How can I build expertise in benefits management?

Building expertise in benefits management is often an area that many businesses want to improve. And rightly so! Reassuringly most of us already have good experience of considering benefits. We identify benefits (and the equivalent downsides called dis-benefits) as a regular part of our daily routine and decision making.

Let me provide an example. I want to reduce household expenses. One of the biggest but most easy to tackle is petrol because I travel regularly. It turns out the petrol sold at my local supermarket is more expensive than the petrol sold in the supermarket that is 5 miles away. If I am looking to reduce my household expenses, on the face of it, it might seem sensible to drive a little further to fill up the car. But experience and a bit of sleuthing on google maps tells me that

  • There will be the extra cost of petrol to cover a 10 mile round trip;
  • Loss of 30 mins of my time due to greater distance and traffic; and
  • I will contribute to pollution from an otherwise unnecessary journey.

This doesn’t make a compelling case for reducing costs. Nor does it support a desire to reduce my impact on the environment. In my case, and with my household priorities, I have worked out it is better to pay a little more at the petrol pump and stay local. Every day we work through similar problems, and through solving them realise benfits in our personal projects.

So how do we take a leaf out of our every day life and transfer these skills into becoming an expert in benefits management?

Here are 4 ways you can identify project benefits:

  1. Understand business priorities

What is important to me may not be the same for someone else. So it’s really important to know what the business priorities are when considering benefits. In my example above I have decided that I want to be more environmentally aware. Another person might have different priorities and be more concerned with supporting small businesses and be prepared to travel even further to a private garage. Having a clear agreed view of what an organisation sees as a priority is key to understanding the benefit position.

  1. Get a list of the benefits categories which are relevant to your organisation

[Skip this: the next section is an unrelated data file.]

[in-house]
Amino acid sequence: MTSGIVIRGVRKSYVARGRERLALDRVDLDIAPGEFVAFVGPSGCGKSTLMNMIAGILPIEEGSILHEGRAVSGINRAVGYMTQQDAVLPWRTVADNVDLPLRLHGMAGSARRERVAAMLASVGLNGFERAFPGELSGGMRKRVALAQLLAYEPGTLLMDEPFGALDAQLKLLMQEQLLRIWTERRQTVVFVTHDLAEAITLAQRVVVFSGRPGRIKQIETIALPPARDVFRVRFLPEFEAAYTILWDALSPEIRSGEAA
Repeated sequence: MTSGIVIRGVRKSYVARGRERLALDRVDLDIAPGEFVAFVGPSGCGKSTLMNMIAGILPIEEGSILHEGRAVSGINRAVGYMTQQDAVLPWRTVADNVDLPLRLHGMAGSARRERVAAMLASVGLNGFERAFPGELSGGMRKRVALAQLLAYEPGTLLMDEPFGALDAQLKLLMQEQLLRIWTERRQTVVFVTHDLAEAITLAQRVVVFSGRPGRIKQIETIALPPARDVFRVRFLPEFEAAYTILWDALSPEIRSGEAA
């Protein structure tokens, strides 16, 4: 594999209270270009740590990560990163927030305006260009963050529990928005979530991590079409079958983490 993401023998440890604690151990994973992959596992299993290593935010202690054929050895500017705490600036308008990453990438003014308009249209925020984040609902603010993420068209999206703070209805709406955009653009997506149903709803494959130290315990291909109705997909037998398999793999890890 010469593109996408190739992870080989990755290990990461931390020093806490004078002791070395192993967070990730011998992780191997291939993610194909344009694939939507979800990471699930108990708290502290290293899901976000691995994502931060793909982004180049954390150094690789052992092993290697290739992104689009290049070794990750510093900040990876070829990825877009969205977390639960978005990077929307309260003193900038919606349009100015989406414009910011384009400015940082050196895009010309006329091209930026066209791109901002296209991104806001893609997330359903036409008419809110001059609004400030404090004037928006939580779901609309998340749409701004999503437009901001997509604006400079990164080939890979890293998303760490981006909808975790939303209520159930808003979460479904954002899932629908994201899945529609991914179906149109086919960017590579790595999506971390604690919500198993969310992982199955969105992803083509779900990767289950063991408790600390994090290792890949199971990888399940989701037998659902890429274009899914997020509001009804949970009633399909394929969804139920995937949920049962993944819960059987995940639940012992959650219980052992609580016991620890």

A list of the kinds of benefits an organisation values is helpful in making sure all angles are considered.  Grouping desired benefits by type at the organisation level is useful as it means they can help prompt thinking.  In my case I am interested in (a) Cost Reduction (b) Process Efficiency and (c) Environmental Impact. These benefit categories help me to think about what might be relevant and what is important to me (I might have forgotten to think about the environment if I was simply focussed on cost savings) and they also help me to summarise the position for different audiences.  My ‘green’ friend is interested in what I am doing to save the planet, but my accountant is more interested in cost reduction.

Portfolios like using benefits categories too – because if all project benefits map to common categories, then it is possible to look across projects and programmes and compare relative contributions in each area – they are part of a common language for benefits work that enables organisations to see the big picture.

  1. Start with a high level view and work in planned stages down to the detail

Getting to a detailed view of the benefits position for a project is best done in planned steps.  In the beginning it is good to start with the 60,000 ft view of the benefits position – this can be as simple as showing the categories of benefit that are most likely to be impacted.  Once you have a good high level picture, moving down to the next agreed level of detail helps to maintain clarity.  A mixture of levels of detail makes it hard to find gaps or overlaps in the analysis, and things can get a bit muddled.

  1. Don’t lose sight of benefits during project delivery

Identification of benefits is often considered at the very beginning and end of a project but savvy organisations refine their view of benefits throughout a project’s delivery.  This means if there is a proposal to move some work out of scope – you can look at the benefits position and impact the effect of that change on benefits before a decision is made.


Keep an eye out for our other blogs ‘How do I ensure benefits realisation for my project?and ‘7 ways to ensure project benefits are realised in this benefits realisation series.

As always, we’d love to help you think through how you think this could help you and your projects. Our team of consultants are happy to chat, no strings attached. Contact us.

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